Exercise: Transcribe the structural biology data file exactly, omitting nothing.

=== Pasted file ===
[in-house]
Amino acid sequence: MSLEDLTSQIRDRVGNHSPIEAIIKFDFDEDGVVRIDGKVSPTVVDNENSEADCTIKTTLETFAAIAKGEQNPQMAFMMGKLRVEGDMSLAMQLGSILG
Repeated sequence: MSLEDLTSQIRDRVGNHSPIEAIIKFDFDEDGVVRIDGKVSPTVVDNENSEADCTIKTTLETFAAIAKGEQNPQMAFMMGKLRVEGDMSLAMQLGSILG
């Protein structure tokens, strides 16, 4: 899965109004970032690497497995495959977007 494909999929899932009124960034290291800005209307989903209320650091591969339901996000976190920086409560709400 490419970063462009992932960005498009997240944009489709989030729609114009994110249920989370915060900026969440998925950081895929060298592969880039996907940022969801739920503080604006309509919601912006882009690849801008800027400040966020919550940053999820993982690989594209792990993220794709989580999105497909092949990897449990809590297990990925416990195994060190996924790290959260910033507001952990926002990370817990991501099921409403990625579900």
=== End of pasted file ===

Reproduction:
[in-house]
Amino acid sequence: MSLEDLTSQIRDRVGNHSPIEAIIKFDFDEDGVVRIDGKVSPTVVDNENSEADCTIKTTLETFAAIAKGEQNPQMAFMMGKLRVEGDMSLAMQLGSILG
Repeated sequence: MSLEDLTSQIRDRVGNHSPIEAIIKFDFDEDGVVRIDGKVSPTVVDNENSEADCTIKTTLETFAAIAKGEQNPQMAFMMGKLRVEGDMSLAMQLGSILG
């Protein structure tokens, strides 16, 4: 899965109004970032690497497995495959977007 494909999929899932009124960034290291800005209307989903209320650091591969339901996000976190920086409560709400 490419970063462009992932960005498009997240944009489709989030729609114009994110249920989370915060900026969440998925950081895929060298592969880039996907940022969801739920503080604006309509919601912006882009690849801008800027400040966020919550940053999820993982690989594209792990993220794709989580999105497909092949990897449990809590297990990925416990195994060190996924790290959260910033507001952990926002990370817990991501099921409403990625579900």